In television programming, limited-run series (or simply limited series) is a program with an end date and limit to the number of episodes each stated by release of the first episode. For instance, The Academy of Television Arts & Sciences' definition specifies a "program with two (2) or more episodes with a total running time of at least 150 program minutes[,] that tells a complete, non-recurring story, and does not have an on-going storyline and/or main characters in subsequent seasons." Limited-run series are represented in the form of telenovelas in Latin America, and serials in the United Kingdom.
The shortest forms of limited-run series have two- or three-part, usually described as "made for television film" or miniseries in the United States; longer forms are often reality television or scripted dramas.
Limited-run series with greater than 5 episodes do not have main characters recurring between seasons or a storyline that spans seasons. Series with 5 episodes or fewer per season—such as the BBC/Masterpiece coproduction Sherlock—also are considered limited series due to their short run, even if main characters and story lines do travel across seasons. Series with a limited eight-to-twelve episode run are typically ordered to fill television networks' gap in midseason.
Limited series differ from miniseries as the production has the potential to be renewed without a required number of episodes as a typical order per season. Under the Dome, Killer Women, and Luther were marketed as limited series. Individual season-length stories of anthology series such as American Horror Story, Fargo, and True Detective are also described as "limited series," which the Primetime Emmys have changed to their miniseries/limited series category to accommodate.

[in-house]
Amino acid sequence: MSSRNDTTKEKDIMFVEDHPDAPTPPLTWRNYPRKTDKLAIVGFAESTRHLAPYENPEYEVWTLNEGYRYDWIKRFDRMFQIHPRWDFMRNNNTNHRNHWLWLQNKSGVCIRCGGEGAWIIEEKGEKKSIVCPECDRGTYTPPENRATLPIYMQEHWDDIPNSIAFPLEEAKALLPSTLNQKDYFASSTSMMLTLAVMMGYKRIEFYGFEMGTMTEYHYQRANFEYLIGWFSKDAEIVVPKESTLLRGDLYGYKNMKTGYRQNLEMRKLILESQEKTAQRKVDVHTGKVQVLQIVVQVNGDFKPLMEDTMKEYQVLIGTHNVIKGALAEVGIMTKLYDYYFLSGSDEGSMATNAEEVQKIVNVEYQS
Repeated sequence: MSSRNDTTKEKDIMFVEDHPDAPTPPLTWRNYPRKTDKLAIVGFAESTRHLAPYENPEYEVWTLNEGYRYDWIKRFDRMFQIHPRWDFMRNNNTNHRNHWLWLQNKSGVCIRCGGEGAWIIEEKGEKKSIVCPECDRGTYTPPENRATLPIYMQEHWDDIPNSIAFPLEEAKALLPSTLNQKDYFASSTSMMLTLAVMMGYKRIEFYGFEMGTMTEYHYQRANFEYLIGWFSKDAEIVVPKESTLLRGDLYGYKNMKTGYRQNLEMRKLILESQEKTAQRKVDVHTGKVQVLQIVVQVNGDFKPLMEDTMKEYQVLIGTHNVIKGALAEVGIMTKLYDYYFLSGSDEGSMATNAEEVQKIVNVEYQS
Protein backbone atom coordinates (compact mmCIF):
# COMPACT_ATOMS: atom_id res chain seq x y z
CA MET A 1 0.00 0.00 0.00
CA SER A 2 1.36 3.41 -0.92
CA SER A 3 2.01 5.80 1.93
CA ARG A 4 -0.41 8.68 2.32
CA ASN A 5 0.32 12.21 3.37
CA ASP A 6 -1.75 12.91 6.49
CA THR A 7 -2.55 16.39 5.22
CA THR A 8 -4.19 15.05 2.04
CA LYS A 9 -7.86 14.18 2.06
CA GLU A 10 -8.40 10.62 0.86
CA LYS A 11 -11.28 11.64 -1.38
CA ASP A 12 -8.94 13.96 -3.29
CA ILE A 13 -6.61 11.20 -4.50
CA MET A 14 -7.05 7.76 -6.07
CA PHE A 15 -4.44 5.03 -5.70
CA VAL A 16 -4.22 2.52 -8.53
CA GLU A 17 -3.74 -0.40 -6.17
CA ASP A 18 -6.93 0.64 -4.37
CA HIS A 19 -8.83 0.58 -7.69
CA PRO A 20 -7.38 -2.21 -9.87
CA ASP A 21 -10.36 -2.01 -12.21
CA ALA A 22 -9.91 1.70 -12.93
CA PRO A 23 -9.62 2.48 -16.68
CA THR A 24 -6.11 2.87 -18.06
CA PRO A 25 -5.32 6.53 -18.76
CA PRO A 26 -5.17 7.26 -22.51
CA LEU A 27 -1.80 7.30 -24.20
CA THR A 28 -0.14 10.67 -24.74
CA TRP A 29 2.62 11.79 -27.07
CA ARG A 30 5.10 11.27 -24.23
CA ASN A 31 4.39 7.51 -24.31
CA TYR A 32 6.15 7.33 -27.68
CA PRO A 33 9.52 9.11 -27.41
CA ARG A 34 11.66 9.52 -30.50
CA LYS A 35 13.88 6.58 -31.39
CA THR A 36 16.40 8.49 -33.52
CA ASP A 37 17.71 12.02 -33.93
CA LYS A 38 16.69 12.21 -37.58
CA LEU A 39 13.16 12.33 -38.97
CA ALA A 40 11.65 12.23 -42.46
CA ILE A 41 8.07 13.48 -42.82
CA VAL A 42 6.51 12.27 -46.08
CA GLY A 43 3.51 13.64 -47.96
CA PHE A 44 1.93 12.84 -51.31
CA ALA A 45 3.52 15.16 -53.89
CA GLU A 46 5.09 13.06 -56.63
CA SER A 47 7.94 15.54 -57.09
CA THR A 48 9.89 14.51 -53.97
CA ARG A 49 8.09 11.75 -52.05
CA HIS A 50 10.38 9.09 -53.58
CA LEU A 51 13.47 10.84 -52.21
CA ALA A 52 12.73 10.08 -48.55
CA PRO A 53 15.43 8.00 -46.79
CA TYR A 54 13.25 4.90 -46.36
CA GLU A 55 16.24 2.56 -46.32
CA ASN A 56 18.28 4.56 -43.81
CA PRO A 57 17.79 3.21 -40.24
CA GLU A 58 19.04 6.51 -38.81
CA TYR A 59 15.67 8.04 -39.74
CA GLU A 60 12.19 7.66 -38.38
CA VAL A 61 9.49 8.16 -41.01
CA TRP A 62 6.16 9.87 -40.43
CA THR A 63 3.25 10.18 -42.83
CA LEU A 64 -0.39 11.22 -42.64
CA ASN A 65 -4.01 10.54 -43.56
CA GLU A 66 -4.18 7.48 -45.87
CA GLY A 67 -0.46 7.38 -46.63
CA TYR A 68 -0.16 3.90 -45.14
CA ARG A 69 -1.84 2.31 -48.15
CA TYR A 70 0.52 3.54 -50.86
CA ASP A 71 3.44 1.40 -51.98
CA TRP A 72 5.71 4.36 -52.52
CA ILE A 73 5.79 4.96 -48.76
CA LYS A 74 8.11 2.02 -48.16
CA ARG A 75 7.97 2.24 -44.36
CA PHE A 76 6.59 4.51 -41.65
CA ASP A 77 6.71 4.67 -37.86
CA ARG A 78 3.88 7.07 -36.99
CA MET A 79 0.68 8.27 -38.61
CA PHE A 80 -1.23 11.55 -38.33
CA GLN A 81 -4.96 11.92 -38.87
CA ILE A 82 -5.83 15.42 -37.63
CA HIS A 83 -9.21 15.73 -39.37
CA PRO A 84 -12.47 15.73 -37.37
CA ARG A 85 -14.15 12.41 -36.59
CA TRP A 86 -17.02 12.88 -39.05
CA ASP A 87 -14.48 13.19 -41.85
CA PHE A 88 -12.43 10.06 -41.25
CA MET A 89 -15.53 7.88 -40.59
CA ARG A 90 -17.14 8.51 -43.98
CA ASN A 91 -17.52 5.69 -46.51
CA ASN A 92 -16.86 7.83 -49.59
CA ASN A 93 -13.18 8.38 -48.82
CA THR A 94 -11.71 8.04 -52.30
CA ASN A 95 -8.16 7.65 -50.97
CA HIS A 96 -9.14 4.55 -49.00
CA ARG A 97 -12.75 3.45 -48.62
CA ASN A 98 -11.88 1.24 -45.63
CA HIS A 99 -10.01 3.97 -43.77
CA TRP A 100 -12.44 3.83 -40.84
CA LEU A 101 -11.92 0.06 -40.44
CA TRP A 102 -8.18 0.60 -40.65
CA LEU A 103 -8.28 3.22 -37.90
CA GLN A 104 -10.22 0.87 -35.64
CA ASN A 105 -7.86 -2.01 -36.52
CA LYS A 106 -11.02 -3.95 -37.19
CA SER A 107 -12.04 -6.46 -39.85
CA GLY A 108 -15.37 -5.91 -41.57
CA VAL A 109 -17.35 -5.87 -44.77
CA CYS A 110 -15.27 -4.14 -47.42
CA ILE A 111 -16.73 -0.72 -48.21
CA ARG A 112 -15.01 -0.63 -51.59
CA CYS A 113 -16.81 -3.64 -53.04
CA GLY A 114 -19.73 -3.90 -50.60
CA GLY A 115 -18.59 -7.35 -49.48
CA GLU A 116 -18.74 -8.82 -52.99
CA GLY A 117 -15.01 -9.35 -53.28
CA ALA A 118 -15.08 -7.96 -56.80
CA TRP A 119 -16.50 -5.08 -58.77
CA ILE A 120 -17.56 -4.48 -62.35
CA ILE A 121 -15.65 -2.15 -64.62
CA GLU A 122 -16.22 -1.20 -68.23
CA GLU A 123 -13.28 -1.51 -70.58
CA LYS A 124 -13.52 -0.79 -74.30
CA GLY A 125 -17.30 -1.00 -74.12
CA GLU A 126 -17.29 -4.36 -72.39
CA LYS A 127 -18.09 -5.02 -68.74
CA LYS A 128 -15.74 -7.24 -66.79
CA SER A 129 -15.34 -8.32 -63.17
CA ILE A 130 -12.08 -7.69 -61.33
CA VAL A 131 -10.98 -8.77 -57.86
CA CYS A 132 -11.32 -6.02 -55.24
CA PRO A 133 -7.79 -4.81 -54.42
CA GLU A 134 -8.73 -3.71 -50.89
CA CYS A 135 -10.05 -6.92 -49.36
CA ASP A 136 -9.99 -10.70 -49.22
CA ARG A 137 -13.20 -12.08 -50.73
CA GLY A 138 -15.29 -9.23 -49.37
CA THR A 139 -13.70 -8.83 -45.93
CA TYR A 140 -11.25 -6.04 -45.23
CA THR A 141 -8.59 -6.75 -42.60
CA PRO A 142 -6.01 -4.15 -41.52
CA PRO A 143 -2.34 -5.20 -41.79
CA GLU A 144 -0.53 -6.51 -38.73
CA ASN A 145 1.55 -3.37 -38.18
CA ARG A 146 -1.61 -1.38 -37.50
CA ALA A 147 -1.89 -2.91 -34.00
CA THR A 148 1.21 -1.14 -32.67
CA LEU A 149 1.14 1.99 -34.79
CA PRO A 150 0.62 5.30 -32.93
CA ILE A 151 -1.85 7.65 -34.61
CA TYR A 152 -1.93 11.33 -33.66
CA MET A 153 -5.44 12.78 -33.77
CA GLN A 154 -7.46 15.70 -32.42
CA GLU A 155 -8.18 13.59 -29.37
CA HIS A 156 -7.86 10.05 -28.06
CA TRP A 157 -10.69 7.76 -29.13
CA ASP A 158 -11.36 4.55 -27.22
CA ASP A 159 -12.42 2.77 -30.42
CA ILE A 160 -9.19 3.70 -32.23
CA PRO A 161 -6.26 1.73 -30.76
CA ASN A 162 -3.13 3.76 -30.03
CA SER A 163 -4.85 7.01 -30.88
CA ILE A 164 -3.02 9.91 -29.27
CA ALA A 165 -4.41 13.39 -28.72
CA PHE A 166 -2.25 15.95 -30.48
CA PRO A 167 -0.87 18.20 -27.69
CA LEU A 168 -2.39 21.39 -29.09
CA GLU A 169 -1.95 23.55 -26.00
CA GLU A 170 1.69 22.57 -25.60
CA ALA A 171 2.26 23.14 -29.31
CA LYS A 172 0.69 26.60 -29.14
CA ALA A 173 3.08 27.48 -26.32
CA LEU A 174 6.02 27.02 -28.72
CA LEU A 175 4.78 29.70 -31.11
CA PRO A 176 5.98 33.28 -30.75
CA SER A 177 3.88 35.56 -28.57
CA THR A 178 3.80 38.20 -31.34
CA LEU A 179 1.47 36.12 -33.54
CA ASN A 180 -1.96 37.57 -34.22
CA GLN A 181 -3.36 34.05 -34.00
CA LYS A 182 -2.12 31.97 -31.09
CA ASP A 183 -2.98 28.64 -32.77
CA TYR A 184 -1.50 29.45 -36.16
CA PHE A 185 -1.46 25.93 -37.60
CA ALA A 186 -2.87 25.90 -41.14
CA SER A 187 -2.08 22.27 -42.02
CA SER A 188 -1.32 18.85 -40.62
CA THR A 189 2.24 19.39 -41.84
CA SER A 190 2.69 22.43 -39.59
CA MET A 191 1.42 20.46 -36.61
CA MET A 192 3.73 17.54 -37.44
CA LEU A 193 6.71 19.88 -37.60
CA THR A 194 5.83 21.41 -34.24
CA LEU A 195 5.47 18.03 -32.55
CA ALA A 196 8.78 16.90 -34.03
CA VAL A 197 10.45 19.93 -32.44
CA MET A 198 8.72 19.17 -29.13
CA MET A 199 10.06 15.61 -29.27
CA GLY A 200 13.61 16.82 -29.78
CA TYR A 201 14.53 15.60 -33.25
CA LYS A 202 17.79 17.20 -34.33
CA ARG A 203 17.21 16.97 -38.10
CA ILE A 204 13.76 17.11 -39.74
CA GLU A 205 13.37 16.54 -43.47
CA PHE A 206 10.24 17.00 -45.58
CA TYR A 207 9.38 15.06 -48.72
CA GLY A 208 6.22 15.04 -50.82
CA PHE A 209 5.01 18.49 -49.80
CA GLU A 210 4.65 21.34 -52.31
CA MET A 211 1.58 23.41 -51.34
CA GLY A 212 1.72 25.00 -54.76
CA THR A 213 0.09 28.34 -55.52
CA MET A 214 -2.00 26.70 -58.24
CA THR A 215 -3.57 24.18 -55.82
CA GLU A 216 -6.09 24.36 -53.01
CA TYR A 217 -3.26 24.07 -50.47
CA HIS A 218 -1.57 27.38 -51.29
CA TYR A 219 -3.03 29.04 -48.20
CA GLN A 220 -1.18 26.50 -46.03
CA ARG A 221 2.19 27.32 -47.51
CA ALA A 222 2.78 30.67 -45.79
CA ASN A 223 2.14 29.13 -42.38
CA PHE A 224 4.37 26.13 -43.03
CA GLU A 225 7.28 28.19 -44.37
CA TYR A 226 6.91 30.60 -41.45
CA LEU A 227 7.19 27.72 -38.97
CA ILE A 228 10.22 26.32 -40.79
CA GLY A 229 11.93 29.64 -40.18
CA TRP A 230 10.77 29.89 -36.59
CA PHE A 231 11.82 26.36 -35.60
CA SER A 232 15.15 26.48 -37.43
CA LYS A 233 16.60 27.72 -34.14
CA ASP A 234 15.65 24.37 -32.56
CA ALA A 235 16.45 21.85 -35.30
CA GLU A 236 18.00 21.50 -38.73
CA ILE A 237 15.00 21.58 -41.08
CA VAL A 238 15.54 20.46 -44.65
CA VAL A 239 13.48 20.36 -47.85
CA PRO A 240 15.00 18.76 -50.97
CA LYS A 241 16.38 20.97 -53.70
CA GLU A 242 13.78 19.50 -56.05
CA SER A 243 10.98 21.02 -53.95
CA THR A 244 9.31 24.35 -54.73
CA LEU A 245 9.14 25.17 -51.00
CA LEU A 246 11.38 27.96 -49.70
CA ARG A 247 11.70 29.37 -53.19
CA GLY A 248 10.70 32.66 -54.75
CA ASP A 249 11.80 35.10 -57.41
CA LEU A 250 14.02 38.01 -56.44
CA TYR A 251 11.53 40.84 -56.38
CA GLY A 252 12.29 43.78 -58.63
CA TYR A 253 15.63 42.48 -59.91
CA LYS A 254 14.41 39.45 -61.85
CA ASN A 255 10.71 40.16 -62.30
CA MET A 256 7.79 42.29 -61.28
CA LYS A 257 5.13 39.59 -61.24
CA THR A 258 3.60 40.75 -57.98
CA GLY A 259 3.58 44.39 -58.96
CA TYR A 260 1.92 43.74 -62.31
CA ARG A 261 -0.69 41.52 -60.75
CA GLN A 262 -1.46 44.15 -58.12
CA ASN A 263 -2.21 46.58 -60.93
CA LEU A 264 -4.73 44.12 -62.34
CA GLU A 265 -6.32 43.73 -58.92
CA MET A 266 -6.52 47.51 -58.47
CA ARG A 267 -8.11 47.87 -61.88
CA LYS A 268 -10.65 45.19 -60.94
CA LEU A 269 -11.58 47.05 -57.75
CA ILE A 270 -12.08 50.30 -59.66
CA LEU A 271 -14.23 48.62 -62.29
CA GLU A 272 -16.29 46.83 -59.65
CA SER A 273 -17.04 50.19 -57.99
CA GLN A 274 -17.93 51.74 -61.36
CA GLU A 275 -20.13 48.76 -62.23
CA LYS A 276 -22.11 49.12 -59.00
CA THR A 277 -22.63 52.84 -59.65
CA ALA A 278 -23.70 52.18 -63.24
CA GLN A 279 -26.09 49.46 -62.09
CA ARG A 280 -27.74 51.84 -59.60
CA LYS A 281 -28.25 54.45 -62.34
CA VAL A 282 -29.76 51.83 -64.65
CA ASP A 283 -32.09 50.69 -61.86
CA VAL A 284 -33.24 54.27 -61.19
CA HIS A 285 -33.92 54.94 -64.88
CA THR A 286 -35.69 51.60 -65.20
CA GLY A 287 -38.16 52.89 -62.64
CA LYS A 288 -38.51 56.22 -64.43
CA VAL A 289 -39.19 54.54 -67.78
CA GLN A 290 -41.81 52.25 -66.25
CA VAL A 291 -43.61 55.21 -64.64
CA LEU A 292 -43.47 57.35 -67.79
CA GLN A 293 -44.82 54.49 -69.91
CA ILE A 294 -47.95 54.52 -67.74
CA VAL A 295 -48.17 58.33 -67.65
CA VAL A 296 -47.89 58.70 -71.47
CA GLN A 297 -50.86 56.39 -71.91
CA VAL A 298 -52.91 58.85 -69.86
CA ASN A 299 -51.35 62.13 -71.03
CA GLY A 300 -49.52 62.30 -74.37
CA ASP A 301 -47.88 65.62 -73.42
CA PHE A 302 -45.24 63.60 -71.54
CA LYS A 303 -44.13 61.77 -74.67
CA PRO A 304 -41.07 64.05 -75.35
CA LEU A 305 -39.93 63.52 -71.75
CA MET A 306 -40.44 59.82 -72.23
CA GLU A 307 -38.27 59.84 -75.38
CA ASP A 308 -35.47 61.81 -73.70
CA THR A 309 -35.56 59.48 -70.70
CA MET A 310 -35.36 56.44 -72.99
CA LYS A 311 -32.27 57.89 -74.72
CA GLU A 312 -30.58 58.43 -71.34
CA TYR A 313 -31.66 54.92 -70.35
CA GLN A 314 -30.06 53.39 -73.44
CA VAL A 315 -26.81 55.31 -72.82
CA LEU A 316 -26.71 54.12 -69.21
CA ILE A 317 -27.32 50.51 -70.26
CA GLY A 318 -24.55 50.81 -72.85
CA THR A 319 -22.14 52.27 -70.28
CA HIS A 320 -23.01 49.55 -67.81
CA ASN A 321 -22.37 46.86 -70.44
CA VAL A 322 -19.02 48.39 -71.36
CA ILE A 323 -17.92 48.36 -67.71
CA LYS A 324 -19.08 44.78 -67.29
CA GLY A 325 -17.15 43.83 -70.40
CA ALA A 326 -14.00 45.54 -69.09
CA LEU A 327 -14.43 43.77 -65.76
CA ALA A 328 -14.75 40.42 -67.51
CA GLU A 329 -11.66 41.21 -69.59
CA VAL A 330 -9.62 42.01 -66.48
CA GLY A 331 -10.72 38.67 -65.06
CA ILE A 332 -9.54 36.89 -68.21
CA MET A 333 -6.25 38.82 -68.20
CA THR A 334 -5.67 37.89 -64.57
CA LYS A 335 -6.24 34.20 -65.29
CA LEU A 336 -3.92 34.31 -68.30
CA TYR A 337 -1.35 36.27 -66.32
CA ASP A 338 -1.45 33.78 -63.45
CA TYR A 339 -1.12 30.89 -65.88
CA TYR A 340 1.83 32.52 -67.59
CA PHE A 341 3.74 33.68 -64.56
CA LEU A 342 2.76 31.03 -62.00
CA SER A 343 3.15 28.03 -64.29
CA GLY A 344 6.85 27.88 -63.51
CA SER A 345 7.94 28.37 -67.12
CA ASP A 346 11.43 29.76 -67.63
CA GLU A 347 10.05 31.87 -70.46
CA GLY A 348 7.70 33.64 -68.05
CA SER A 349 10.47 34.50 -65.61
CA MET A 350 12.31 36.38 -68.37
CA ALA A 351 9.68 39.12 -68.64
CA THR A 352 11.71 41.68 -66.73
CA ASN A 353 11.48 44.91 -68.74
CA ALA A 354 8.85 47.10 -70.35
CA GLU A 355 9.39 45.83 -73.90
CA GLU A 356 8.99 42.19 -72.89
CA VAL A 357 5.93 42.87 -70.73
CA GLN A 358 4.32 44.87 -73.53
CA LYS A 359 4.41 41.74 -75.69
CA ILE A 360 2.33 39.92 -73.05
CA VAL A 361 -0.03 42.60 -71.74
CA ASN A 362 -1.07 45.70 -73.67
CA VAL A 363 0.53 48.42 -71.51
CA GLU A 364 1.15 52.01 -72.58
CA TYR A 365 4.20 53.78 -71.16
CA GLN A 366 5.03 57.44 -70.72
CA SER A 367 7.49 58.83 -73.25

Actors may choose to take part in limited-run series because their set start and end dates make scheduling other projects easier.
In 2015, The Academy of Television Arts & Sciences changed its guidelines on how Emmy nominees are classified, with shows with a limited run all referred to as "limited series" instead of "miniseries." This is a reversion back to 1974 when the category was named "outstanding limited series." It had been changed to "outstanding miniseries" in 1986, and then added to the "made for television films" category in 2011. Miniseries were brought back out in 2014, accommodating such limited series as HBO’s Olive Kitteridge, History’s Texas Rising, IFC’s The Honorable Woman and PBS’ Wolf Hall, and TV movies such as HBO’s Bessie and National Geographic’s Killing Jesus.
Short term reality television like Bravo's Eat, Drink, Love, scripted dramas like Netflix's Black Mirror, and individual seasons of anthology series are examples of limited-run series that appear on American television networks.
In the 1950s, telenovelas emerged as Latin limited series. These low-budget Spanish and Portuguese shows were modeled after American soap operas in style and form. These programs follow a story arc that ends at the end of a season, with the possibility of renewal for subsequent seasons.
In British television, the term "serial" is used instead of "miniseries." Like telenovelas, these programmes are stand-alone dramas, with a conclusion at the last episode of the series.